Saturday, December 29, 2007

Non-Response to Carnation Murders 911 Call Reflects Lack Of Professionalism Training Within KCSD

A government official friend and I were talking about the grisly murder of six members of a Carnation Family on Christmas Eve. I mentioned that one of the strangest items in the news reports about the murders was the apparent failure of two responding sheriff deputies to make contact with anyone at the scene after getting a 911 hang up dispatched call from the home where it was eventually discovered the murders took place.

He and I both have had long careers in criminal law related fields. He worked in law enforcement and I worked in the court system. We are both familiar with the long established policy of police departments everywhere that says when a 911 hang up call is made officers are required to make contact with someone at the location of the call to verify the safety of citizens at the location and ascertain that no laws have been broken. It’s simply common sense based on the principle of protecting the safety of the caller or others at the location.

Apparently the deputies arrived at the Carnation property a half hour after getting the call but simply left after encountering a locked gate. Even though according to newspaper reports the property was not fence in a way that would of kept the deputies from gaining access by simply walking around the gate and up to the house.

We know now that six murdered individuals were just beyond that gate. Court filings on the case indicate that one of the victims apparently made the 911 hang up call approximately one half hour before the deputies arrived. One of the alleged killers has apparently admitted to investigators that he took the phone from the victim and then commenced to shoot her in the head as she pleaded with him not to do it.

Sheriff's spokesman Sgt. John Urquhart said the department's policy requires deputies who respond to 911 hang-up calls to make contact with someone at the scene. “Their blood is not on our hands," Urquhart said. "Should we have gone up there? Yes. But there was nothing we could have done to prevent this tragedy.”
This matter of the police not contacting someone at the property is being buried somewhat by the gruesome major facts of the case. The sheriff department saying in effect that it would of not made any difference because the murders had already taken place. The murders were not actually learned about until two days later when a friend of one of the victims went to the property after one of the victims did not show up for work at her post office job.

King County Sheriff Sue Rahr has called for an investigation. An investigation that should tell us whether any lives could of possibly been saved had the deputies properly followed department procedure instead of just blowing the 911 call off.

I ask my law enforcement friend what he thought about it. He said he thought it reflected the long running rank and file “arrogance” problem on the part many of the deputies in the KCSD. I live in rural King County and personally know of numerous complaints about response times by officers. "It's sort of a running joke out here". Once the officer arrives they often seem bothered that they actually have to do something that involves actual community law enforcement and meaningful interaction with citizens. I guess they’d rather be writing chippie tickets to everyone speeding 10 miles per hour over the speed limit on the local 2-lane highway and I'll avoid inserting any jokes alluding to the local donut shop here.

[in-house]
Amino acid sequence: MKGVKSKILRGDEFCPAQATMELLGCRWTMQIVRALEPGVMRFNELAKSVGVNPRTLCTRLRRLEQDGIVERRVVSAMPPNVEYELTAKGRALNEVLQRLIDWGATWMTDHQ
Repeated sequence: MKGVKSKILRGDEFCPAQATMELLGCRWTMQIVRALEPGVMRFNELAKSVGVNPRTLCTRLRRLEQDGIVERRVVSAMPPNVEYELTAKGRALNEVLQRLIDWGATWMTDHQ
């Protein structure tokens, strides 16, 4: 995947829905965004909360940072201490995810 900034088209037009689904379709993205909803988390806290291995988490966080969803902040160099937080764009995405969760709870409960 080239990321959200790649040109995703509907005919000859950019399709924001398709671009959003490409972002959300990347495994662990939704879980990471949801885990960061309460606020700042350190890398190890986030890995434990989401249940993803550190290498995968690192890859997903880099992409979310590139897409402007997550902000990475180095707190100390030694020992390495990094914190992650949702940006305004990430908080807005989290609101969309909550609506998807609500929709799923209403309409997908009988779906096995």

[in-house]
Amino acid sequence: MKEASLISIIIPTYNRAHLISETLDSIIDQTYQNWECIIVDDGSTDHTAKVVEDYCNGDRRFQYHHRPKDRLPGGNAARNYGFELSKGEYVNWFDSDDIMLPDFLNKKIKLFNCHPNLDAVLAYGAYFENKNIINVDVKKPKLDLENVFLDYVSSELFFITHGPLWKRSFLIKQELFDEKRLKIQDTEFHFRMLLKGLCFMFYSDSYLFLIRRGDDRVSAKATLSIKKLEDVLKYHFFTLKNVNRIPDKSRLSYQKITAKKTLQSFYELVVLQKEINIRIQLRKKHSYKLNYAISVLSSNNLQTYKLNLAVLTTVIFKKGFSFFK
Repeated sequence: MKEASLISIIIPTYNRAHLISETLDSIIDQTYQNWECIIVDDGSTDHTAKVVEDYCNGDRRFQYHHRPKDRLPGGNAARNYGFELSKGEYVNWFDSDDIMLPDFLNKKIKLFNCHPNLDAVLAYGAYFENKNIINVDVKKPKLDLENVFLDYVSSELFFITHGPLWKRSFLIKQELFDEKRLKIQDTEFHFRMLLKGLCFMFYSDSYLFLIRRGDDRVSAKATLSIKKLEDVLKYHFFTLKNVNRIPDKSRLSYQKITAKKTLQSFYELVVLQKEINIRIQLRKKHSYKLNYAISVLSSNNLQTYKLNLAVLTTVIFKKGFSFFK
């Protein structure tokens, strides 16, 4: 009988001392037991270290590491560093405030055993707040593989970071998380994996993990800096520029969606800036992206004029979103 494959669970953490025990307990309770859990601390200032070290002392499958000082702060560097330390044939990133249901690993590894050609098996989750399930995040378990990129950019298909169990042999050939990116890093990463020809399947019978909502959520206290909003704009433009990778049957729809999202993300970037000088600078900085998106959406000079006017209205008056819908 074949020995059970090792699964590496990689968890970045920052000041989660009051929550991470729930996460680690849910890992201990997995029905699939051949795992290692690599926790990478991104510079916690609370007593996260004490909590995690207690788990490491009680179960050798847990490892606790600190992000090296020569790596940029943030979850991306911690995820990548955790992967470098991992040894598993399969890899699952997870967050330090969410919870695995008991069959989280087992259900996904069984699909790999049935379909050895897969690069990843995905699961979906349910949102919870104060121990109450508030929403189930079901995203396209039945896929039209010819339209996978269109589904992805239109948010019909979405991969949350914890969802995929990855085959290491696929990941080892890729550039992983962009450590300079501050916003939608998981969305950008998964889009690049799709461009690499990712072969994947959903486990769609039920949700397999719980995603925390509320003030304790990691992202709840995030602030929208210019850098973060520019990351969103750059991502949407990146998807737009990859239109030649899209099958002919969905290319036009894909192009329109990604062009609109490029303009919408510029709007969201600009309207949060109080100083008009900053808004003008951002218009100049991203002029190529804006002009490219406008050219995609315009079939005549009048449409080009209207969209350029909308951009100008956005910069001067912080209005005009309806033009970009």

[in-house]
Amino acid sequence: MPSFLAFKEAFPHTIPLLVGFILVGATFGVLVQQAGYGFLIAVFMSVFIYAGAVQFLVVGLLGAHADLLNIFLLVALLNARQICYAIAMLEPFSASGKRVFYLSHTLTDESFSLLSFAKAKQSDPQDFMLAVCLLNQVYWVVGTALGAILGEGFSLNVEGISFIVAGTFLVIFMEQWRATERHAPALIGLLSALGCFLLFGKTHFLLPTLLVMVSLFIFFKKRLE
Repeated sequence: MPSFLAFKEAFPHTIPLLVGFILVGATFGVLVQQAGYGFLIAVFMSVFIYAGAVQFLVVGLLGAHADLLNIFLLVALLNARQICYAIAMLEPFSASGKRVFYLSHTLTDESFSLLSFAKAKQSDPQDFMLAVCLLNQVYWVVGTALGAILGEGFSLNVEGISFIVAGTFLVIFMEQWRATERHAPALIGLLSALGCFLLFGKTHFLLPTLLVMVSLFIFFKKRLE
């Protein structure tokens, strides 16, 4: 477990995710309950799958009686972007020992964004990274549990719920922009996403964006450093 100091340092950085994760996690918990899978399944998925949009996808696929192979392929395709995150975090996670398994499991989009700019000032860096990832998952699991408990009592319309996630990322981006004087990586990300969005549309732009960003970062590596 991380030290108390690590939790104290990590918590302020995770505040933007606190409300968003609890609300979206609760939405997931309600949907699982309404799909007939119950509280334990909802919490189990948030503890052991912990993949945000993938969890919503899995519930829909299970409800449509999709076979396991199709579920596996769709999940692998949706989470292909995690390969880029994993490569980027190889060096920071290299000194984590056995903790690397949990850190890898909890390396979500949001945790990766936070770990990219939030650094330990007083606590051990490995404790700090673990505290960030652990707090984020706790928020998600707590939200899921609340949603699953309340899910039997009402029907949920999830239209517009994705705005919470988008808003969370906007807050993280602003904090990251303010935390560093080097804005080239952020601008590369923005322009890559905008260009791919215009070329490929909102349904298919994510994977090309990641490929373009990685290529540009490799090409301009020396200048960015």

According to my friend Deputies don’t respond quickly because they believe they don’t have to respond quickly. Often they invoke their union contract at the slightest disagreement with management on department policy or work rules. Because the Union is strong this often manifest itself in an arrogant attitude and poor or unprofessional work ethic by the rank and file officers in the field. I describe it as “They can’t really fired me” attitude of invincibility. In recent years this systemic problem reflected itself more in corruption scandals that would often pop up within the KCSD.

Much of this culture apparently grew under the theatrical grandstanding style and leadership of former Sheriff Dave Reichert, the current 8th district Republican Congressman. Reichert turned his back on many low level indiscretions by the rank and file in a effort to be one the boys and not alienate the union. It is said by some that Reichert used the department mainly to build his image and reputation as a tough no nonsense cop with an eye on an eventual run for congress. It worked even though many felt he didn't really deserve as much credit as he claimed for the department successes like the arrest of the Green River Killer. That case made Reichert into national figure .

Getting elected to Congress was more important that making sure that the work ethic of the deputies was meeting acceptable standards or standing up to the powerful police union when officers used their union's power to get away with not doing the job professionally at times. This long running attitude problem by deputies perhaps led to the officers ignoring clear cut department policy when they were reponding to the Carnation 911 call. The department investigation should eventually shed light on whether the deputies failure to follow department policy resulted in not preventing any of these murders from happening.

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